In other words, Funcom anticipated The Secret World getting between 280k and 490k subscribers. That means the “one scenario” mentioned in the press release refers to 140k subscribers… after 12 months. Technically they are referring to sales, but at this point moving even 525,000 boxes seems a tad aggressive; it is “only” a ten-fold increase in sales since launch.

None of this is to suggest that The Secret World is a bad game – lord knows my blogroll is filled with positive posts from across the spectrum. Personally, I never had much interest in the game primarily because the most lauded feature, Investigative quests, represents what I consider to be bad game design elsewhere: the necessity to look up outside information. Morse Code headlights? Fuck that, I’m an American. If your quest items don’t have a giant, deep-fried corndog floating over them, I’ll Alt-Tab my way into a whole different game entirely. Adventure games like Myst have their place (uninstalled in my Steam library), but I am typically more interested in performance-based games than puzzle ones. The former tend to last longer and feature more granularity in its progression.

But, hey, 50,000 people can’t be wrong.

P.S. One of the more surprising things I stumbled across in the Q1 Report was the fact that Age of Conan is apparently still profitable and will continue to be into the foreseeable future. At least, that is what I assume “cash flow positive” translates into. The bad news is that Funcom themselves appear to be hemorrhaging money, even before taking into account TSW lead-up to release.

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Posted on August 14, 2012, in MMO and tagged , , , , , . Bookmark the permalink. 23 Comments.

  1. Yeah, when I read elsewhere that FunCom’s second tier scenario involved the sale of a million boxes I could only roll my eyes. Conan at least had name recognition and a fan base. The Secret World on the other hand is pretty much true to its name… it is a secret.

    I love how FunCom keeps shooting itself in the foot in front of investors as well. In the second rank scenario they estimate “poor retention” and then frame that as “a bit better than Age of Conan.” I realize that Conan had crap retention, but you don’t put it that way on a PowerPoint for investors.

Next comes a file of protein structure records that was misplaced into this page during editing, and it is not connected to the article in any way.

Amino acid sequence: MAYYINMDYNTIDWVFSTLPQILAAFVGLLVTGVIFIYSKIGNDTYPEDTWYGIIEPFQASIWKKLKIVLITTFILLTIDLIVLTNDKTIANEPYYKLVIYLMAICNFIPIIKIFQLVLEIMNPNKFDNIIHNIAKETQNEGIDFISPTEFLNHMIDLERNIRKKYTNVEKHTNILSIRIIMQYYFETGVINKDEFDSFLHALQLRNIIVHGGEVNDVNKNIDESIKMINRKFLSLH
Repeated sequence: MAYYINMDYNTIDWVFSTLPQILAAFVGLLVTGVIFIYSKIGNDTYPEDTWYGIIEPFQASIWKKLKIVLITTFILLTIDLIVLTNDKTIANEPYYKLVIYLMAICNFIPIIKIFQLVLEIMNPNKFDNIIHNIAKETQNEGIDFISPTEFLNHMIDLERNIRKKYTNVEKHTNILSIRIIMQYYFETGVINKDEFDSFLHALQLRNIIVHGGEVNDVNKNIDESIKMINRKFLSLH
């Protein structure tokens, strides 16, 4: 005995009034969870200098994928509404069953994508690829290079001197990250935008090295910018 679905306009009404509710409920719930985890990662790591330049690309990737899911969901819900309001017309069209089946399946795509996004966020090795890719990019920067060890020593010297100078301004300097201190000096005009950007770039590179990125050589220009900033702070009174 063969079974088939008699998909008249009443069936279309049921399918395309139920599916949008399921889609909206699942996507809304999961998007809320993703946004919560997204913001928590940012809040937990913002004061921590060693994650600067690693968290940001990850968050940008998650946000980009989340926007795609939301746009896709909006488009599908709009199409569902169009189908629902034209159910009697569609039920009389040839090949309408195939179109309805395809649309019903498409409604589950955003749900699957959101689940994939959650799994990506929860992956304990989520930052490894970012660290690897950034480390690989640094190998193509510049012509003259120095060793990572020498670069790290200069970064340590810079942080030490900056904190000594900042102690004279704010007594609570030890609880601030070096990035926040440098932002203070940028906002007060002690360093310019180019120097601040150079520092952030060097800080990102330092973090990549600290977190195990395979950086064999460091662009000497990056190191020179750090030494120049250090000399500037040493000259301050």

2. I tried this game in the beta and then again for their recent free weekend. Decent game for sure but I didn’t pick it up. Maybe when they go to FTP or drop the box price I will check it out but until then it’s a pass for me.

    On a side note I find it interesting how much slack this game is getting due to the innovations on the genre it has. I.E. skill wheel, moving while casting and new quest styles. I been watching the community take a dump on SWTOR all year for lacking content and then this game comes out with arguably even less content and it’s forgiven because they do a few things different. I guess it just shows how desperate people are for something different.

    • It’s a tricky thing to manage expectations. The SWTOR dump has a lot to do with what people imagine ~$200 million buys in the AAA MMO space, or what KotOR 3 could have been like, etc.

  3. I feel bad for Funcom and lament the MMORPG industry as a whole when a company takes a huge risk like TSW and fails completely. The worst part is that TSW isn’t failing because it’s a bad game, it’s failing because the MMO fanbase has decided TSW isn’t worth its time. I don’t know why. Bad word of mouth from people expecting a revelatory combat experience and who aren’t interesting in actually putting any effort into questing? Coming from me, an extremely harsh critic of MMORPGs, TSW is worth at least a month of your time. Of anyone’s time, if they’re a fan of the genre.

    MMORPG players love to talk about how they want something new, interesting and different but when the time comes to put up or shut up, they’re nowhere to be found.

    Investors will continue shying away from innovative MMO products as long as the fanbase continues to throw money at stagnancy. And that’s what we’ll continue to get, if anything at all.

  4. Two minor things in cautious defense of the game, because all valid negative points that I can think of have already been said by you and Wilhelm:

    1) How accurate is VGchartz? For example, it only lists 520 000 copies sold for Rift. Is that correct? I remember numbers thrown around by I Trion about 1 million accounts created, so I would’ve expected much more there. But maybe they only count physical boxes?

    2) TrippinNinja, I think one of the complains I saw was the slow (by, for example, Rift standards, not by, also for example, WoW standards) development cycle and speed at which new content was released. So TSW got a couple of more months before you’ll see those complaints. ;) I _am_ worried though, that their “issues” idea might suffer from those numbers.